Discovering the age of stars using a new research technique may help build a much better understanding of the history of the universe, a Canberra scientist says.
An international team led by Australian National University astronomer Luca Casagrande has pioneered a research method that uses observations of stars' brightness and sound waves that pulsate through them.
Dr Casagrande said sound waves pulsated through stars, causing them to regularly grow slightly bigger and cooler, a process that changed their brightness.
Other researchers had observed the pulsations to understand the physics of individual stars and identify the planets in front of them, he said.
His team had looked at several hundred stars and used the information they gathered to determine when the stars were formed.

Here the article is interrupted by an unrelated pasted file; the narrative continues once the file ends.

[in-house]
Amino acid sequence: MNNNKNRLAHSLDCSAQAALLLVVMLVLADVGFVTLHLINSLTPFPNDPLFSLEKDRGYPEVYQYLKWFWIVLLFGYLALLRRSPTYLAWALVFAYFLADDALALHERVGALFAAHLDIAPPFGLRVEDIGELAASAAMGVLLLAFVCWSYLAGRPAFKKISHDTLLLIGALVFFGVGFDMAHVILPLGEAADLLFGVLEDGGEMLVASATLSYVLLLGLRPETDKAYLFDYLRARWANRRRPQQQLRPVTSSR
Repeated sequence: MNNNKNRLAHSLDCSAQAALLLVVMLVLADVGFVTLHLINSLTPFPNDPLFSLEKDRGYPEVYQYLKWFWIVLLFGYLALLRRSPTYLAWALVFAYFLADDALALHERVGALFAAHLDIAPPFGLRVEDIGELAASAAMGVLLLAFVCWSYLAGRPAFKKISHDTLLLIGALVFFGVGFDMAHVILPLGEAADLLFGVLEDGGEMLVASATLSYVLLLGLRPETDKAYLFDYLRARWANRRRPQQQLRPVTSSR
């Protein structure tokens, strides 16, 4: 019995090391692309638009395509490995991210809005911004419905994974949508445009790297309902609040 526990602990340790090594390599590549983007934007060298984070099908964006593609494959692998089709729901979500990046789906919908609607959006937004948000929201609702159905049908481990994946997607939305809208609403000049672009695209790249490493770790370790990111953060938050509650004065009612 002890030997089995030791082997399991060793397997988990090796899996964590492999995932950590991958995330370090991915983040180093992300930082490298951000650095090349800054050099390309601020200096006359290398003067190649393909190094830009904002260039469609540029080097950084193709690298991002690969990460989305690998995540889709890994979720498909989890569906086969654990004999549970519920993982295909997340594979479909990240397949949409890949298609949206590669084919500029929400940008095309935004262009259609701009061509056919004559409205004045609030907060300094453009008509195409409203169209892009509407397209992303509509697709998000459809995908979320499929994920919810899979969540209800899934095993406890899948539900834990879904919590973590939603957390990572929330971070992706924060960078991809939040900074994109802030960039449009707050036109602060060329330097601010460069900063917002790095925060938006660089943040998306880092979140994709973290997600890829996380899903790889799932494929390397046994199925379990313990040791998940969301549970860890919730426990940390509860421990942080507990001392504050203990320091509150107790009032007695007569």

His technique is set to improve scientists' understanding of how the Milky Way formed and evolved, and may uncover evidence of a violent past, including collisions with other galaxies.
''With this technique you can really put what you see in the sky on a time line and understand the major events which brought things to appear in the way they appear today,'' he said.
Dr Casagrande said he had measured stars aged from half a billion years old to about 14 billion years old. ''When we look at them, it's like we are looking at the fossils of the epoch at which those stars were formed.''
The new technique enables astronomers to date stars with a precision of between 10 per cent and 15 per cent, a very good success rate given their age, Dr Casagrande said.
The research team's findings have been published in the preprint of the latest issue of The Astrophysical Journal.